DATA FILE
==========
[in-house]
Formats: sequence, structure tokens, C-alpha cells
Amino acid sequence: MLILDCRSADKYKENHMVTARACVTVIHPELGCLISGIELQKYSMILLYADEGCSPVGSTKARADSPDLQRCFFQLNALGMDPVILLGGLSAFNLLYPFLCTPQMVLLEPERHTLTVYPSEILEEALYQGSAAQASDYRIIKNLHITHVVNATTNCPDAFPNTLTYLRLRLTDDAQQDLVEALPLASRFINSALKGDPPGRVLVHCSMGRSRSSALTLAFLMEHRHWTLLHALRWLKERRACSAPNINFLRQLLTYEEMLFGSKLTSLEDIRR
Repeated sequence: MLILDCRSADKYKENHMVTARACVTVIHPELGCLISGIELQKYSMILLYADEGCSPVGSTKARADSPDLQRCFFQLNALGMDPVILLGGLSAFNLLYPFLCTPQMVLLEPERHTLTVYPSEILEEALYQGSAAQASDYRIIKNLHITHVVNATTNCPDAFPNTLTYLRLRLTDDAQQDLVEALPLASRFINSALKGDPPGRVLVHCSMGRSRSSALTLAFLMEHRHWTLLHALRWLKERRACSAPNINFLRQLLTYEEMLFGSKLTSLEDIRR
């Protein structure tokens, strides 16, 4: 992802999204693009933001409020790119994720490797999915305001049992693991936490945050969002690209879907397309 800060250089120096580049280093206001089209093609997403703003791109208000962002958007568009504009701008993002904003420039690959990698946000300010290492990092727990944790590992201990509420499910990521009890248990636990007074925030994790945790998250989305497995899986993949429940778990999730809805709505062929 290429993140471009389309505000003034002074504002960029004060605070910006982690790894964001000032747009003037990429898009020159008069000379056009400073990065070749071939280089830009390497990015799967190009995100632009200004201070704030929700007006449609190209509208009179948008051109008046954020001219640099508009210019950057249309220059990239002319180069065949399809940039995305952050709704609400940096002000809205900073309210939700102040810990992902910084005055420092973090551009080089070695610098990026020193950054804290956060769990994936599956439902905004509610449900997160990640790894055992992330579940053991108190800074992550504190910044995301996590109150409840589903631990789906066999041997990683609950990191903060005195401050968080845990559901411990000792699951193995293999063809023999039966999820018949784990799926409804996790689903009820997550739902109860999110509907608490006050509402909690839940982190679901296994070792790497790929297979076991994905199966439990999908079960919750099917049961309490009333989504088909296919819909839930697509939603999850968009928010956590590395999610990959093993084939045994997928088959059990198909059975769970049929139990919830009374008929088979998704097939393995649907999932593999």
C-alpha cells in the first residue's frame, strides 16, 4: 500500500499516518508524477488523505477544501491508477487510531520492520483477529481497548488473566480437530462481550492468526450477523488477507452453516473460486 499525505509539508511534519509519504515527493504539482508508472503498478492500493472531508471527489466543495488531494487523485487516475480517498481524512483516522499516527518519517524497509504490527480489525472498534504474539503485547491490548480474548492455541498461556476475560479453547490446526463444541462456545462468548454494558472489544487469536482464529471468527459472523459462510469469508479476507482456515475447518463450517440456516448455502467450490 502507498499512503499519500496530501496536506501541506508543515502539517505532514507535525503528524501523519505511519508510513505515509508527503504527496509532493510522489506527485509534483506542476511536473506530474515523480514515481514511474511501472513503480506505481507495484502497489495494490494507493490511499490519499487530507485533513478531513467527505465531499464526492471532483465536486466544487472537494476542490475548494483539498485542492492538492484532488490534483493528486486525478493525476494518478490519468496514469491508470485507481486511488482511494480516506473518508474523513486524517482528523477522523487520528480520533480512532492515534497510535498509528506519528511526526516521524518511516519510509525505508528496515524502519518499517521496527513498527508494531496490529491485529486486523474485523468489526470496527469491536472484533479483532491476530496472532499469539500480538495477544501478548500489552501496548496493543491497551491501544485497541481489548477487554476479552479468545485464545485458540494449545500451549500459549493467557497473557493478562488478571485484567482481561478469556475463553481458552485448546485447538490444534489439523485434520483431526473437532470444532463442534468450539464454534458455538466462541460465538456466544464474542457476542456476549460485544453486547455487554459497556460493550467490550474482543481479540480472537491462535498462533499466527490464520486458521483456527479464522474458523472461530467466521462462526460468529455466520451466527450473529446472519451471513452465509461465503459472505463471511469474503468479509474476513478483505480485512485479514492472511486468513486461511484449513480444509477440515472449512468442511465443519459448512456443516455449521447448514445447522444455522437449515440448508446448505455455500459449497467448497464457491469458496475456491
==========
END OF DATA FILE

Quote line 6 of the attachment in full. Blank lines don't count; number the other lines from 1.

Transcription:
C-alpha cells in the first residue's frame, strides 16, 4: 500500500499516518508524477488523505477544501491508477487510531520492520483477529481497548488473566480437530462481550492468526450477523488477507452453516473460486 499525505509539508511534519509519504515527493504539482508508472503498478492500493472531508471527489466543495488531494487523485487516475480517498481524512483516522499516527518519517524497509504490527480489525472498534504474539503485547491490548480474548492455541498461556476475560479453547490446526463444541462456545462468548454494558472489544487469536482464529471468527459472523459462510469469508479476507482456515475447518463450517440456516448455502467450490 502507498499512503499519500496530501496536506501541506508543515502539517505532514507535525503528524501523519505511519508510513505515509508527503504527496509532493510522489506527485509534483506542476511536473506530474515523480514515481514511474511501472513503480506505481507495484502497489495494490494507493490511499490519499487530507485533513478531513467527505465531499464526492471532483465536486466544487472537494476542490475548494483539498485542492492538492484532488490534483493528486486525478493525476494518478490519468496514469491508470485507481486511488482511494480516506473518508474523513486524517482528523477522523487520528480520533480512532492515534497510535498509528506519528511526526516521524518511516519510509525505508528496515524502519518499517521496527513498527508494531496490529491485529486486523474485523468489526470496527469491536472484533479483532491476530496472532499469539500480538495477544501478548500489552501496548496493543491497551491501544485497541481489548477487554476479552479468545485464545485458540494449545500451549500459549493467557497473557493478562488478571485484567482481561478469556475463553481458552485448546485447538490444534489439523485434520483431526473437532470444532463442534468450539464454534458455538466462541460465538456466544464474542457476542456476549460485544453486547455487554459497556460493550467490550474482543481479540480472537491462535498462533499466527490464520486458521483456527479464522474458523472461530467466521462462526460468529455466520451466527450473529446472519451471513452465509461465503459472505463471511469474503468479509474476513478483505480485512485479514492472511486468513486461511484449513480444509477440515472449512468442511465443519459448512456443516455449521447448514445447522444455522437449515440448508446448505455455500459449497467448497464457491469458496475456491